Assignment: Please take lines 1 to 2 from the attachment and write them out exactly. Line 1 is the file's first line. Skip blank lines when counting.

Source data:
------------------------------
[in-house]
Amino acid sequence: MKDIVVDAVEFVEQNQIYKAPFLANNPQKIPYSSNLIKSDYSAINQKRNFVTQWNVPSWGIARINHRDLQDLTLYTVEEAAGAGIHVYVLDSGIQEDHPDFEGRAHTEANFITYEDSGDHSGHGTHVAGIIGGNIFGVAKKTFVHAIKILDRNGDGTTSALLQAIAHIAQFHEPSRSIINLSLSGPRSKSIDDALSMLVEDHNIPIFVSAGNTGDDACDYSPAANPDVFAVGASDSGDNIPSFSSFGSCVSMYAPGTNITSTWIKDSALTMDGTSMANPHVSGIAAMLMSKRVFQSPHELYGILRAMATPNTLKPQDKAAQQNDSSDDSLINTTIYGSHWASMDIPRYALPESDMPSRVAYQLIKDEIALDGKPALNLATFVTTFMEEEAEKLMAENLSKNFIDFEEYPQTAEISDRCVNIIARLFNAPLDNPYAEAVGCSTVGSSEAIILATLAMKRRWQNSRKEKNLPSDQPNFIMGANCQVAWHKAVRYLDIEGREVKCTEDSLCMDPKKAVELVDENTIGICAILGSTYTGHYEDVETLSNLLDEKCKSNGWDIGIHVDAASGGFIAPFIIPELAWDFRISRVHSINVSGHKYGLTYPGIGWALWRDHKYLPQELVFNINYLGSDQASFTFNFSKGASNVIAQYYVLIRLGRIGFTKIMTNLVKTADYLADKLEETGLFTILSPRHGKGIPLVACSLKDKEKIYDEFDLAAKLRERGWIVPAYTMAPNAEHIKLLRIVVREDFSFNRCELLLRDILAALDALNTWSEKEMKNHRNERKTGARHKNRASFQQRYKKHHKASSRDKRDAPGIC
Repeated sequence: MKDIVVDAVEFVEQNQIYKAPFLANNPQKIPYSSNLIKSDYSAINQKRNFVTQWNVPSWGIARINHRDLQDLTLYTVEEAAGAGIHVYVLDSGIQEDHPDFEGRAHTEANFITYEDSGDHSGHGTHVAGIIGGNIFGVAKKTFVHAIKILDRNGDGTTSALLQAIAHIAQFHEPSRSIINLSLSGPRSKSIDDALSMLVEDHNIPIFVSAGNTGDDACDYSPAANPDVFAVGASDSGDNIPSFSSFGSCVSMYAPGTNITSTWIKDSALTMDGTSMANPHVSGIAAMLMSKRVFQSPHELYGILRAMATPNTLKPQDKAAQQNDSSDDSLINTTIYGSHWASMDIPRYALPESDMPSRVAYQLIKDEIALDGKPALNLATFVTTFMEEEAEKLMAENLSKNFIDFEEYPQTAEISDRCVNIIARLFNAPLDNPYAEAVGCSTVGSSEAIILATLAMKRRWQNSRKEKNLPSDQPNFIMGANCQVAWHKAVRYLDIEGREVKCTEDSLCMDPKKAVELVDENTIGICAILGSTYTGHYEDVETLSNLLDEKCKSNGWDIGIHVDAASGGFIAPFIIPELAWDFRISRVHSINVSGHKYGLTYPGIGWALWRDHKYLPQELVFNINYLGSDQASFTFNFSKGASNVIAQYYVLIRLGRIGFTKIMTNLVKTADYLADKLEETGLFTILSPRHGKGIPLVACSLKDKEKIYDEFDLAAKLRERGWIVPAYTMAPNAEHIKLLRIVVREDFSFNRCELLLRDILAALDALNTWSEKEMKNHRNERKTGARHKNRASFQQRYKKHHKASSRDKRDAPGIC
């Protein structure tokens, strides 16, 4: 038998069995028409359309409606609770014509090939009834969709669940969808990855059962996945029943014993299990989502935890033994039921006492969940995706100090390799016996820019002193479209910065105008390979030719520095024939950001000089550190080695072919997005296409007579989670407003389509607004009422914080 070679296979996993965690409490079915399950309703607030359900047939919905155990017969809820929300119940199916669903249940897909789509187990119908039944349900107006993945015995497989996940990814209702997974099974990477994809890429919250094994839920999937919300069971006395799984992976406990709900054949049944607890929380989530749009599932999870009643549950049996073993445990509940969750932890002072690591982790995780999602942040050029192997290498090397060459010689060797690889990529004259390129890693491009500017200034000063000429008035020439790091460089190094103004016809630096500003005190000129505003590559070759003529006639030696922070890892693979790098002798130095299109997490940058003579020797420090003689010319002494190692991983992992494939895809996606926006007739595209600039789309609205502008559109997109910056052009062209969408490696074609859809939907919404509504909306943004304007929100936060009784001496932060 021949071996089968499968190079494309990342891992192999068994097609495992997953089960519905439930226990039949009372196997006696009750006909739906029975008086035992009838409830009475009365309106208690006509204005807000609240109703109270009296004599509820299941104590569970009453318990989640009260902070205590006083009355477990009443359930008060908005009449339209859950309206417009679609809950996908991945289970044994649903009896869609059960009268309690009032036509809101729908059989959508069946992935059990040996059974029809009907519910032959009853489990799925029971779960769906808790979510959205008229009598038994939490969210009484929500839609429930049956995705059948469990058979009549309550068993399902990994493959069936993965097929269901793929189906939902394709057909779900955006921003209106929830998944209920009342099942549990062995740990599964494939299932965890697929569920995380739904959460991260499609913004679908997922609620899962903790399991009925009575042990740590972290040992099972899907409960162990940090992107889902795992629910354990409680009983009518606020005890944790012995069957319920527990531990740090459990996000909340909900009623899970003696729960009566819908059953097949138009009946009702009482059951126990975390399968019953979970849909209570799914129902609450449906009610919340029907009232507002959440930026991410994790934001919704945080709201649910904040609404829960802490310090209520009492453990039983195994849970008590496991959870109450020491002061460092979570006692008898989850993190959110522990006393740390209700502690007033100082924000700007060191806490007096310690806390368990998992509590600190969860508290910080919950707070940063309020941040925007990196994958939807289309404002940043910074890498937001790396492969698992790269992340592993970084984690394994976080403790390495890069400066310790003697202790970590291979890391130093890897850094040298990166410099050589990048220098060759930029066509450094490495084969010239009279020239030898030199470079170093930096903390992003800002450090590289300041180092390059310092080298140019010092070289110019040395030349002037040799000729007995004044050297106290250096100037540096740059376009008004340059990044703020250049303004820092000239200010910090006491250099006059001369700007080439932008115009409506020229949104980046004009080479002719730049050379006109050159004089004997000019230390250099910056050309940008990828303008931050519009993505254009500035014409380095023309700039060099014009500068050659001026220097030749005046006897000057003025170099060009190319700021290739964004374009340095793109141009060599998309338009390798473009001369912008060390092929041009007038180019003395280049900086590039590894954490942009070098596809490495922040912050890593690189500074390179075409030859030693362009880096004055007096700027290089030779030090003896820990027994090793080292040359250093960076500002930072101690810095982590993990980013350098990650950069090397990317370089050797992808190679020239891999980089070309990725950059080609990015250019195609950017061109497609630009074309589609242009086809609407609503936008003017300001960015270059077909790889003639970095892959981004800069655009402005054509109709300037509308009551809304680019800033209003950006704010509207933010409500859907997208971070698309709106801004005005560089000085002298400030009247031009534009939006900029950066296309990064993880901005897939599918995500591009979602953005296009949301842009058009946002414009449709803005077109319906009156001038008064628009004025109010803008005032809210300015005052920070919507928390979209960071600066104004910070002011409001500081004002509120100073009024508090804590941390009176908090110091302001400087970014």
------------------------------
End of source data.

[in-house]
Amino acid sequence: MKDIVVDAVEFVEQNQIYKAPFLANNPQKIPYSSNLIKSDYSAINQKRNFVTQWNVPSWGIARINHRDLQDLTLYTVEEAAGAGIHVYVLDSGIQEDHPDFEGRAHTEANFITYEDSGDHSGHGTHVAGIIGGNIFGVAKKTFVHAIKILDRNGDGTTSALLQAIAHIAQFHEPSRSIINLSLSGPRSKSIDDALSMLVEDHNIPIFVSAGNTGDDACDYSPAANPDVFAVGASDSGDNIPSFSSFGSCVSMYAPGTNITSTWIKDSALTMDGTSMANPHVSGIAAMLMSKRVFQSPHELYGILRAMATPNTLKPQDKAAQQNDSSDDSLINTTIYGSHWASMDIPRYALPESDMPSRVAYQLIKDEIALDGKPALNLATFVTTFMEEEAEKLMAENLSKNFIDFEEYPQTAEISDRCVNIIARLFNAPLDNPYAEAVGCSTVGSSEAIILATLAMKRRWQNSRKEKNLPSDQPNFIMGANCQVAWHKAVRYLDIEGREVKCTEDSLCMDPKKAVELVDENTIGICAILGSTYTGHYEDVETLSNLLDEKCKSNGWDIGIHVDAASGGFIAPFIIPELAWDFRISRVHSINVSGHKYGLTYPGIGWALWRDHKYLPQELVFNINYLGSDQASFTFNFSKGASNVIAQYYVLIRLGRIGFTKIMTNLVKTADYLADKLEETGLFTILSPRHGKGIPLVACSLKDKEKIYDEFDLAAKLRERGWIVPAYTMAPNAEHIKLLRIVVREDFSFNRCELLLRDILAALDALNTWSEKEMKNHRNERKTGARHKNRASFQQRYKKHHKASSRDKRDAPGIC